Download map (PDF)

In 2016 over nearly 5,800 British nationals visited Madagascar. Most visits were trouble free. If possible, you should travel with established organisations or travel companies who know the terrain and have the capacity to warn of potential hazards. If hiring a guide in country, the National Tourism Office advises visitors to use the services of members of the Professional Tour Operators Association PTO.

Political demonstrations in the centre of Antananarivo are ongoing. Due to the possibility of violence at these events, you should avoid all protests and demonstrations, including those taking place in the area around Independence Square (“La Place du 13 mai”) and the Town Hall. See Safety and security

Madagascar has experienced political instability since the 2009 coup d’état. There is potential for further unrest following the second round of the presidential elections on 19 December 2018, with protests taking place often without warning. You should avoid all protests and demonstrations. See Political situation

Take great care and follow local advice in the south-east of the country. In the southern triangle between Ihosy, Toliara/Tuléar and Fort-Dauphin the security situation remains tense and the roads are in very poor condition. If travelling in the area you’re advised to use a recognised tour operator and to avoid travelling at night. You’re advised not to travel by taxi-brousse (bush taxi). Avoid overnight stays in the countryside.

There have previously been violent attacks, including fatalities, on Batterie Beach north of Toliara (Tulear), most recently in 2013. You should consult a local guide, avoid remote or isolated beaches and remain vigilant during visits.

Previous cyclones, including most recently Tropical Storm Eliakim, left some remote areas inaccessible by road, and water supply systems were damaged and contaminated in some areas. Principle routes have re-opened, but check the METEO Madagascar website for the latest details.

The cyclone season in Madagascar normally runs from November to April. Coastal areas are particularly affected. You should monitor the progress of approaching storms. See natural disasters.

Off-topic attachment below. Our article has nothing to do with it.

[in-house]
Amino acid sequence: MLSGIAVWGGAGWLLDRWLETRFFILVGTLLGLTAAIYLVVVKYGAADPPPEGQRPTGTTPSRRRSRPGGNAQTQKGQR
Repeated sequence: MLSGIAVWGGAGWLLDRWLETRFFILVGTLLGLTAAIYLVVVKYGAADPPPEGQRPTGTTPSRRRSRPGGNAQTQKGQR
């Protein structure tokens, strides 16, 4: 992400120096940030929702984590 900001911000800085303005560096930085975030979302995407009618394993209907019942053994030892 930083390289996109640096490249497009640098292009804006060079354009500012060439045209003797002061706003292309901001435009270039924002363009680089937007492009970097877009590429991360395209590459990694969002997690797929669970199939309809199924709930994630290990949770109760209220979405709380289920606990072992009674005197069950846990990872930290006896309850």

You should avoid travelling at night on Route Nationales (RNs) particularly RN 13 between Ambovombe and Ihosy and on the RN 10 between Betioky and Andranovory (the western route to Toliara/Tuléar). There have been several attacks on vehicles. If you’re planning to travel to Fort Dauphin you should travel by air instead of via the RN 13. See Crime and Local travel

Crime, particularly robbery and theft is widespread in Madagascar. Be vigilant in the capital Antananarivo particularly in markets and busy areas.

Be especially vigilant at night and don’t touch any suspect packages.

Maintain a low profile while moving around the country. You’re advised to use a recognised tour operator. You should monitor the local media closely for the duration of your visit. See Local travel

Although there’s no recent history of terrorism in Madagascar, attacks can’t be ruled out. See Terrorism

Piracy remains a significant threat in the Gulf of Aden and Indian Ocean, and has occurred more than 1,000 nautical miles from the Somali coast. See River and sea travel

If you’re abroad and you need emergency help from the UK government, contact the nearest British embassy, consulate or high commission. Consular support may be limited in parts of Madagascar.

Take out comprehensive travel and medical insurance before you travel.